Another problem that is specific to APIs (which are not really the point
here, just an example) is that using prefixed URLs that has the default
language also prefixed - prefixing API urls during the lifetime of the
application would break the API for specific users because the previous
URLs would 302 to new URLs and all POST requests would break. But like I
said - an API is just an example I'm using to illustrate my problem. Could
be any part of an application.

On Wed, 7 Aug 2019 at 09:20, Janez Kranjc <janez.kra...@gmail.com> wrote:

> Nothing prevents the change to the API endpoint except the fact that users
> are actively using the API already and (it is my opinion) that a change in
> another part of the application - like a sales page - shouldn't affect the
> working of an unrelated part of the project. Also that would mean
> refactoring the front-end code which uses API endpoint to use different
> URLs instead of just adding a header.
>
> Imagine that I have a third party app and I include its URLs and they have
> prefixed URLs (unlikely but could happen) - this would force me to change
> the way my URLs work in order to have a multilingual API.
>
> On Wed, 7 Aug 2019 at 09:13, Aldian Fazrihady <mob...@aldian.net> wrote:
>
>> What prevents the change to the API endpoints so it will have language
>> prefix as well?
>>
>> On Wed, Aug 7, 2019 at 1:56 PM Aymeric Augustin <
>> aymeric.augus...@polytechnique.org> wrote:
>>
>>> Hello,
>>>
>>> Yes, I think this change makes sense, assuming no unexpected
>>> difficulties arise in the implementation.
>>>
>>> Best regards,
>>>
>>> --
>>> Aymeric.
>>>
>>>
>>>
>>> On 6 Aug 2019, at 10:58, Janez Kranjc <janez.kra...@gmail.com> wrote:
>>>
>>> Hi guys! I’m Janez Kranjc, I’ve been using Django for a bit now - since
>>> 1.3 and I’ve recently come across and issue that’s been bothering me in
>>> multiple projects that I’m working on.
>>>
>>> Localization middleware ignores the accept language header if ANY url
>>> pattern exists that is i18n prefixed regardless of the current URL of the
>>> request.
>>>
>>> So the problem is the following: I have some URLs that are prefixed, and
>>> a lot that are not (such as all of the API endpoints). I sometimes need to
>>> return some translated strings in the API as well and for that I rely on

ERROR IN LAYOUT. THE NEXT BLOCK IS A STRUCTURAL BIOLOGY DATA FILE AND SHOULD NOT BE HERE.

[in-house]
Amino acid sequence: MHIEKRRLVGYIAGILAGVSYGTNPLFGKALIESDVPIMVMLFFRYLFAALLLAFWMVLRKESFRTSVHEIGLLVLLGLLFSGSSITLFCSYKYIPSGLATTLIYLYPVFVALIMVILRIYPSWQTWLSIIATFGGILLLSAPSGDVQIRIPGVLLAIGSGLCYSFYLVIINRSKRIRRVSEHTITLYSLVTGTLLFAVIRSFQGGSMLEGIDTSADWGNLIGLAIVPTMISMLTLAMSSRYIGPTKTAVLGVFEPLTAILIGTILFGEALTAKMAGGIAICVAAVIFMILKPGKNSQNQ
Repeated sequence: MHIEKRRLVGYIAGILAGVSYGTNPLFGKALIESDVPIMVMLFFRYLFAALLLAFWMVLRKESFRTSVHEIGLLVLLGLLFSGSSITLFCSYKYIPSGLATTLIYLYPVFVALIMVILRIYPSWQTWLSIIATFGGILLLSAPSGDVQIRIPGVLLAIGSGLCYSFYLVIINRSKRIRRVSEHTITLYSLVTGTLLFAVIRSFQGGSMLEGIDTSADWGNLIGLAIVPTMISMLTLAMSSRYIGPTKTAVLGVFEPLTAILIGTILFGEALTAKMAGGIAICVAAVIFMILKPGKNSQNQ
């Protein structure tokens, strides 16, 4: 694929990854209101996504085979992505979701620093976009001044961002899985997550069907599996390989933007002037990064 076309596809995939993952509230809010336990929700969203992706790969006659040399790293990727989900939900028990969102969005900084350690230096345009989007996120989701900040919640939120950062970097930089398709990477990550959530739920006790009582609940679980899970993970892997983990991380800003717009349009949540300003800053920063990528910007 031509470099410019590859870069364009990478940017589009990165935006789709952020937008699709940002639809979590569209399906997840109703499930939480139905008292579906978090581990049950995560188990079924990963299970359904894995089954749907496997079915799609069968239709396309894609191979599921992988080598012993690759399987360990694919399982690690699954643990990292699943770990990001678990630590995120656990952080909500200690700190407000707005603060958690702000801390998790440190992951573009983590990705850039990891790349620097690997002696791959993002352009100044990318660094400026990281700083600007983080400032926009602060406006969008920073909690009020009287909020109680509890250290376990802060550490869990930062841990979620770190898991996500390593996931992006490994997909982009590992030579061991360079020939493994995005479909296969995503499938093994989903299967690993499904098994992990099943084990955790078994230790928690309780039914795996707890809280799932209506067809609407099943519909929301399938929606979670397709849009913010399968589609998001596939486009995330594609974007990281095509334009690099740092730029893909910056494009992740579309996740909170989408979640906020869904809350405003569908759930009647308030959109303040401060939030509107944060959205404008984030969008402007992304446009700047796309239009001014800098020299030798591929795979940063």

>>> the accept-language header. However in the middleware it is ignored because
>>> an unrelated part of the project has an i18n prefixed url pattern.
>>>
>>> Another way to look at the problem is this:
>>>
>>> Let’s say I have a SPA that uses i18n on its API endpoints and you rely
>>> on accept-language to serve the responses in the correct locale. I then
>>> decide to add a new app to your django project - a sales page. Instead of
>>> relying on accept-language I wish to have i18n prefixed URLs (maybe for SEO
>>> reasons or whatever). Suddenly the behaviour of the API changes even though
>>> I’ve made changes to an entirely different part of the project.
>>>
>>> Would it not make more sense for the middleware to check if the current
>>> URL pattern (the one that the request URL resolves to) is prefixed or not.
>>>
>>> The way I see it, this should be changed:
>>>
>>> i18n_patterns_used, prefixed_default_language =
>>> is_language_prefix_patterns_used(urlconf)
>>>
>>> Instead of checking the entire urlconf it should only check the current
>>> request URL and see if it resolves to a pattern that is i18n prefixed.
>>>
>>> To get around this I need to use a custom localization firmware in a lot
>>> of my projects. I would like to hear the devs’ opinion regarding this.
>>>
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>>>
>>>
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>>>
>>
>>
>> --
>> Regards,
>>
>> Aldian Fazrihady
>> http://aldianfazrihady.com
>>
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>

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